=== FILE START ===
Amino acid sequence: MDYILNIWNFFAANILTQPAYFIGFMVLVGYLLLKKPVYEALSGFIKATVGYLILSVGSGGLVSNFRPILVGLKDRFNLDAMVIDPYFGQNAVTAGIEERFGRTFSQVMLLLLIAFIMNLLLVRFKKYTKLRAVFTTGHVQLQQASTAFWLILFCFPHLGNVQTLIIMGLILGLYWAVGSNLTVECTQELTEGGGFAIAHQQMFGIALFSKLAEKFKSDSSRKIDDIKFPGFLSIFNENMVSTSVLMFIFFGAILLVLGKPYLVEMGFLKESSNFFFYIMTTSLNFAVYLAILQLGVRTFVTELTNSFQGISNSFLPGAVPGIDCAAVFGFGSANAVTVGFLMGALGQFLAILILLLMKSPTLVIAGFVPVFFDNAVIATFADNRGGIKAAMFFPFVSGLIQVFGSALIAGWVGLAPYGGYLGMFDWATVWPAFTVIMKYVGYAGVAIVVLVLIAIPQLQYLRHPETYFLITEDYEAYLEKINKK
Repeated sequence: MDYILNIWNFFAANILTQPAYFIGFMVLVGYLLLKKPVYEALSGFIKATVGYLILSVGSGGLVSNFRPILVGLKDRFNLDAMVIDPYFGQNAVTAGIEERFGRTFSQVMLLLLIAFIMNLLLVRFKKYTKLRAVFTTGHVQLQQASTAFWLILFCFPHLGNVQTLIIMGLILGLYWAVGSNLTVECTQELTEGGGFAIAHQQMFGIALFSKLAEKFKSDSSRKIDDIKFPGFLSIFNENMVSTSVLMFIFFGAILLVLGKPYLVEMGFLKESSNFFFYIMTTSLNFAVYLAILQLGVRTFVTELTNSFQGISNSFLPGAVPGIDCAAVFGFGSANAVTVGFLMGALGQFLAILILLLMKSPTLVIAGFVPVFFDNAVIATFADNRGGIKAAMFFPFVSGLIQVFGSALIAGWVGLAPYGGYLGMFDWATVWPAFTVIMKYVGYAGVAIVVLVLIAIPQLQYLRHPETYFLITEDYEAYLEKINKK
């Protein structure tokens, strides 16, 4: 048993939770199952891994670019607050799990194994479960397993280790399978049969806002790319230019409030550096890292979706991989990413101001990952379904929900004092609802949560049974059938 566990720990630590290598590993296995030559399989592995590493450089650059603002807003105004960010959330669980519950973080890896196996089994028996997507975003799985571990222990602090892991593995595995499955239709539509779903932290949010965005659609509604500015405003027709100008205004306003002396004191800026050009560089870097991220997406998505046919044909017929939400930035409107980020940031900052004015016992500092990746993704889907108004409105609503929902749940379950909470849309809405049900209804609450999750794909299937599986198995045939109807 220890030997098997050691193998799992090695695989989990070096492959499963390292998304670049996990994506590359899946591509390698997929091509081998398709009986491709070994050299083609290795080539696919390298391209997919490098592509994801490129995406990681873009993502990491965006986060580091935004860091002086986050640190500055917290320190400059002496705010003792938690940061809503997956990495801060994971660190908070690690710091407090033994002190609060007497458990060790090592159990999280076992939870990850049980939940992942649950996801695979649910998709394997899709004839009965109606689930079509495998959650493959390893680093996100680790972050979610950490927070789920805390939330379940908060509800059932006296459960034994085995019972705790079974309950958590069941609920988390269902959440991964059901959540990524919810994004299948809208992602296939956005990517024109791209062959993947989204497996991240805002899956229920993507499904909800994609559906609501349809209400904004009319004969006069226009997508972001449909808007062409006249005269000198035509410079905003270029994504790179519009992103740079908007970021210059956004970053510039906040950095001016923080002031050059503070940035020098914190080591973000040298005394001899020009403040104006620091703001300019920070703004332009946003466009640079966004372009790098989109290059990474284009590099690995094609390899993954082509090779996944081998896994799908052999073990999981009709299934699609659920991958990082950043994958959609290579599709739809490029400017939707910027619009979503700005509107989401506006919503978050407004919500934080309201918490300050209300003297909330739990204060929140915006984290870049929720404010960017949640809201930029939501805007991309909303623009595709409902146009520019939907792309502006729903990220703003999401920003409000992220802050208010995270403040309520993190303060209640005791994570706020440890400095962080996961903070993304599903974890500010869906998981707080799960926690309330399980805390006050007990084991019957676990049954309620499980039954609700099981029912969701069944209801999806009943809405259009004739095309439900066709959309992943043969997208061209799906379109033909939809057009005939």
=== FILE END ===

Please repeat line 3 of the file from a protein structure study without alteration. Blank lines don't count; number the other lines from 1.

């Protein structure tokens, strides 16, 4: 048993939770199952891994670019607050799990194994479960397993280790399978049969806002790319230019409030550096890292979706991989990413101001990952379904929900004092609802949560049974059938 566990720990630590290598590993296995030559399989592995590493450089650059603002807003105004960010959330669980519950973080890896196996089994028996997507975003799985571990222990602090892991593995595995499955239709539509779903932290949010965005659609509604500015405003027709100008205004306003002396004191800026050009560089870097991220997406998505046919044909017929939400930035409107980020940031900052004015016992500092990746993704889907108004409105609503929902749940379950909470849309809405049900209804609450999750794909299937599986198995045939109807 220890030997098997050691193998799992090695695989989990070096492959499963390292998304670049996990994506590359899946591509390698997929091509081998398709009986491709070994050299083609290795080539696919390298391209997919490098592509994801490129995406990681873009993502990491965006986060580091935004860091002086986050640190500055917290320190400059002496705010003792938690940061809503997956990495801060994971660190908070690690710091407090033994002190609060007497458990060790090592159990999280076992939870990850049980939940992942649950996801695979649910998709394997899709004839009965109606689930079509495998959650493959390893680093996100680790972050979610950490927070789920805390939330379940908060509800059932006296459960034994085995019972705790079974309950958590069941609920988390269902959440991964059901959540990524919810994004299948809208992602296939956005990517024109791209062959993947989204497996991240805002899956229920993507499904909800994609559906609501349809209400904004009319004969006069226009997508972001449909808007062409006249005269000198035509410079905003270029994504790179519009992103740079908007970021210059956004970053510039906040950095001016923080002031050059503070940035020098914190080591973000040298005394001899020009403040104006620091703001300019920070703004332009946003466009640079966004372009790098989109290059990474284009590099690995094609390899993954082509090779996944081998896994799908052999073990999981009709299934699609659920991958990082950043994958959609290579599709739809490029400017939707910027619009979503700005509107989401506006919503978050407004919500934080309201918490300050209300003297909330739990204060929140915006984290870049929720404010960017949640809201930029939501805007991309909303623009595709409902146009520019939907792309502006729903990220703003999401920003409000992220802050208010995270403040309520993190303060209640005791994570706020440890400095962080996961903070993304599903974890500010869906998981707080799960926690309330399980805390006050007990084991019957676990049954309620499980039954609700099981029912969701069944209801999806009943809405259009004739095309439900066709959309992943043969997208061209799906379109033909939809057009005939």